Then there were promising rookie bands, like future Deep Purple member Glenn Hughes' fast-burning Trapeze (Medusa) and perhaps the fourth most important British metal band during those early years, Uriah Heep. Founded midway through 1970 by chief songwriter, keyboardist and guitarist Ken Hensley after his departure from the improbably named Toe Fat (see “That’s My Love for You”), Uriah Heep would spend many years nipping at the heels of Black Sabbath, Deep Purple and Led Zeppelin with formidable LPs and classic songs like “Gypsy” and “Bird of Prey.”

Listen to David Bowie's 'She Shook Me Cold'

Meanwhile, in America, heavy metal took on just as many forms over the course of 1970. Here too, there were numerous holdovers from the ‘60s taking their best shot at the changing musical currents, including power trios like Leslie West’s Mountain (“Mississippi Queen”), Joe Walsh’s James Gang (“The Bomber”) and Grand Funk Railroad. The ultimate people’s band, Grand Funk churned out one of the year’s absolute heaviest riffs on “Sin’s a Good Man’s Brother.”

Another faction was comprised of bands that were still transitioning between late ‘60s psychedelia and early ‘70s art rock, such as Detroit acid-cases Power of Zeus (“It Could be Me”) and Frijid Pink (“I Want to be Your Lover”), Texan combos Bloodrock (“D.O.A.”) and Josefus (“Dead Man”), not to mention far more obscure outfits like Minnesota’s Lightning (“Prelude to Opus IV”) and New Jersey’s Sainte Anthony’s Fyre (“Love Over Me”).

Meanwhile, the quasi-supergroup Cactus (check out the insanely heavy “Let Me Swim”) had assembled around the erstwhile Vanilla Fudge rhythm section of Tim Bogert and Carmine Appice, and, perhaps more than any other band, exemplified the older generation’s efforts to stay relevant. On the other hand, no U.S.-bred group represented the next generation better than Sir Lord Baltimore. Once criminally obscure, now widely championed, these Brooklyn-based rockers probably delivered the first genuine American heavy metal album in 1970’s seminal Kingdom Come, boasting retroactively worshiped rave-ups like “Master Heartache,” “Lady of Fire” and the doom-laden title track.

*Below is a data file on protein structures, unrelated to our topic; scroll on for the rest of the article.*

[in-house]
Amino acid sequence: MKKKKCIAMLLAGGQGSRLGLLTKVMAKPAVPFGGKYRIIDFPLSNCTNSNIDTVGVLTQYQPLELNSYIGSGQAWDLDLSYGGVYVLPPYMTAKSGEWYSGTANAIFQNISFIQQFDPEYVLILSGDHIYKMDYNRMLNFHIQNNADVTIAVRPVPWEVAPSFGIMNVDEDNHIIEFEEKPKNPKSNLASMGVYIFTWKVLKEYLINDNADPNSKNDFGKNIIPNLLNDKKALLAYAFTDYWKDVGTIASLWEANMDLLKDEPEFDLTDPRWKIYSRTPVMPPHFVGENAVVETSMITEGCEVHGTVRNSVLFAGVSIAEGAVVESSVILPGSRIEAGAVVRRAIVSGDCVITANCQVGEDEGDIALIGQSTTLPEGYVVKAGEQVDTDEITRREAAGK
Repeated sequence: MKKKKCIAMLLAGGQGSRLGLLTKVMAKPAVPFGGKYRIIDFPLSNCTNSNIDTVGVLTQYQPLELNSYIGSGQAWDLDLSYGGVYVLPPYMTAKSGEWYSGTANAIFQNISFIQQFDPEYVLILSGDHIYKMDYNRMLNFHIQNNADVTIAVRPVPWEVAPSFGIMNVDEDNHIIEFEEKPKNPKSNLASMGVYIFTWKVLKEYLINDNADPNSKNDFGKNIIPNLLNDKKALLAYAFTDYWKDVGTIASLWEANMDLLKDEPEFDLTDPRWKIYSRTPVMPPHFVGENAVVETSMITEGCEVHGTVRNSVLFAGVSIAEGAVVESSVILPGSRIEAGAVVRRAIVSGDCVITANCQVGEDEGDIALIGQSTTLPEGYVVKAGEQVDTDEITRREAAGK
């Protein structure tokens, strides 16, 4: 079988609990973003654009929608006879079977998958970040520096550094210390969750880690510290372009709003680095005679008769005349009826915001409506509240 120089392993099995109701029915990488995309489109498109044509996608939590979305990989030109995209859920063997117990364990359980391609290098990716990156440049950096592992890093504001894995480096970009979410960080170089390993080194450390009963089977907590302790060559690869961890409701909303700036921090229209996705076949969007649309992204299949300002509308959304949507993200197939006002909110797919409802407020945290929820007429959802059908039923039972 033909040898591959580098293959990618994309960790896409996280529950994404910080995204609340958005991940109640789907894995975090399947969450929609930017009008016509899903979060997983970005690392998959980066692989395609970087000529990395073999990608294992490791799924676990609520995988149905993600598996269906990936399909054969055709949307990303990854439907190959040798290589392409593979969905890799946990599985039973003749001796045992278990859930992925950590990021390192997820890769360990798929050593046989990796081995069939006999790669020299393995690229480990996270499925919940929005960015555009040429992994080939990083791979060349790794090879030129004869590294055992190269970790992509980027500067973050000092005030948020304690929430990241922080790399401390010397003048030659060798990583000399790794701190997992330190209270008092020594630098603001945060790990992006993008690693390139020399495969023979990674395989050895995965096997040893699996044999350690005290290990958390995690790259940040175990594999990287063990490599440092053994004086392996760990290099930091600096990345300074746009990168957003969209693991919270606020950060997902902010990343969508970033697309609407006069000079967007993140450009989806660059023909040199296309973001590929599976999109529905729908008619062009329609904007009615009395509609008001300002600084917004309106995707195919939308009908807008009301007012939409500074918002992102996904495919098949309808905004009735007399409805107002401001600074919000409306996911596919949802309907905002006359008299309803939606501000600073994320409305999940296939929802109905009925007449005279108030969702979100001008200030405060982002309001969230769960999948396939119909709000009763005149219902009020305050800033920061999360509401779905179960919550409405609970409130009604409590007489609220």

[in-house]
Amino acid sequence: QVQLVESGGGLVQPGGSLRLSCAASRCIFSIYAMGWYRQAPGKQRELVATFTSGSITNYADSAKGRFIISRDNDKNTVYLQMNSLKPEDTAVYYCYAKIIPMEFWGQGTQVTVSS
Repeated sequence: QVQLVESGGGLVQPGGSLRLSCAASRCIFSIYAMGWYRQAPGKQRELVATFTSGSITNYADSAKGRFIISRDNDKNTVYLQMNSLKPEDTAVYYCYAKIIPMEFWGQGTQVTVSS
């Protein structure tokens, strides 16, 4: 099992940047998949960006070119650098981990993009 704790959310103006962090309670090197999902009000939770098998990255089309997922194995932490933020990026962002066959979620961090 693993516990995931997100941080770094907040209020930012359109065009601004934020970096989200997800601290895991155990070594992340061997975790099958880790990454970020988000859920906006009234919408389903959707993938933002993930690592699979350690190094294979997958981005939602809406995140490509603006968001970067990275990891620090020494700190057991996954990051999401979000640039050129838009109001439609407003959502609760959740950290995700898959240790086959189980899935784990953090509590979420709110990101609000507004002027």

Here's how pervasive heavy metal became within the span of one short year: Even Billy Joel made an ill-advised but mercifully brief foray into the genre by way of the widely maligned Attila (see “Wonder Woman”), where he ran his Hammond organ through a Marshall stack.

Listen to Black Sabbath's 'Paranoid'

From Canada came the precocious Warpig (“Melody With Balls”). Germany gave us the eclectic Jeronimo (“Highjack”), the Krautrock-leaning Nosferatu (“Highway”) and the as-yet-unsigned Scorpions. Scandinavia had Norway's Titanic (“Searchin’”), Sweden's November (“Mount Everest”) and Denmark's eccentric Pan (“If”) and the misleadingly named Blues Addicts (“Hailow”). Japan produced the fabulously named Flower Travellin’ Band, which covered “Black Sabbath” on 1970’s Anywhere LP, before developing their own heavy and eccentric material in years to come.

There were scores more, as underground heavy rock bands sprung up everywhere – including acts with curious monikers like Aardvark, Pax, Lyd, the Damnation of Adam Blessing, and Bulbous Creation. By then, however, Black Sabbath had released their second LP of 1970, Paranoid. Its cornerstone classics like “War Pigs,” “Iron Man” and the frenzied title track consolidated heavy metal’s definitive musical blueprint, while proving the group’s revolutionary vision was no fluke.

Instead, the flood gates had been opened. In addition to follow-ups from Black Sabbath, Deep Purple, Uriah Heep and others, 1971 then saw the emergence of key new groups like Budgie, Dust, Bang, Nazareth, Thin Lizzy, Pink Fairies and Leaf Hound even as future Motorhead icon Lemmy hooked up with space rockers Hawkwind. By 1972, Blue Oyster Cult had arrived, followed by Montrose, Aerosmith and others in 1973, and then Judas Priest in 1974.

But it can all be traced back to 1970: the year heavy metal was born.